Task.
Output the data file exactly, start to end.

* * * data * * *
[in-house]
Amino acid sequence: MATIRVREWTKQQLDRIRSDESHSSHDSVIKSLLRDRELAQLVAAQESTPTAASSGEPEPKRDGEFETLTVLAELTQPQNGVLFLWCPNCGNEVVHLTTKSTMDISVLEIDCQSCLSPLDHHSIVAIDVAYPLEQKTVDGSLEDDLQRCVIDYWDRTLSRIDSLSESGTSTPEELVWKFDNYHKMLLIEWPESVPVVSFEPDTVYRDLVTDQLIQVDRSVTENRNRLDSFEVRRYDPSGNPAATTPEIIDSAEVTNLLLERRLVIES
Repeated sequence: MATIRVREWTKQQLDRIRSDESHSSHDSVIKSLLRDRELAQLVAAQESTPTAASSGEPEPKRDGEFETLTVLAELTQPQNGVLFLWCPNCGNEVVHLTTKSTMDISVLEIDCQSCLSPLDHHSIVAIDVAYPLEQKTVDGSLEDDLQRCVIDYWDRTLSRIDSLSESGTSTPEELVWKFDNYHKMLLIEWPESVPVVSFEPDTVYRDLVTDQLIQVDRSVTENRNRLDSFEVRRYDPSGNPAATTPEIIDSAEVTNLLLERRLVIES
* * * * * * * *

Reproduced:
[in-house]
Amino acid sequence: MATIRVREWTKQQLDRIRSDESHSSHDSVIKSLLRDRELAQLVAAQESTPTAASSGEPEPKRDGEFETLTVLAELTQPQNGVLFLWCPNCGNEVVHLTTKSTMDISVLEIDCQSCLSPLDHHSIVAIDVAYPLEQKTVDGSLEDDLQRCVIDYWDRTLSRIDSLSESGTSTPEELVWKFDNYHKMLLIEWPESVPVVSFEPDTVYRDLVTDQLIQVDRSVTENRNRLDSFEVRRYDPSGNPAATTPEIIDSAEVTNLLLERRLVIES
Repeated sequence: MATIRVREWTKQQLDRIRSDESHSSHDSVIKSLLRDRELAQLVAAQESTPTAASSGEPEPKRDGEFETLTVLAELTQPQNGVLFLWCPNCGNEVVHLTTKSTMDISVLEIDCQSCLSPLDHHSIVAIDVAYPLEQKTVDGSLEDDLQRCVIDYWDRTLSRIDSLSESGTSTPEELVWKFDNYHKMLLIEWPESVPVVSFEPDTVYRDLVTDQLIQVDRSVTENRNRLDSFEVRRYDPSGNPAATTPEIIDSAEVTNLLLERRLVIES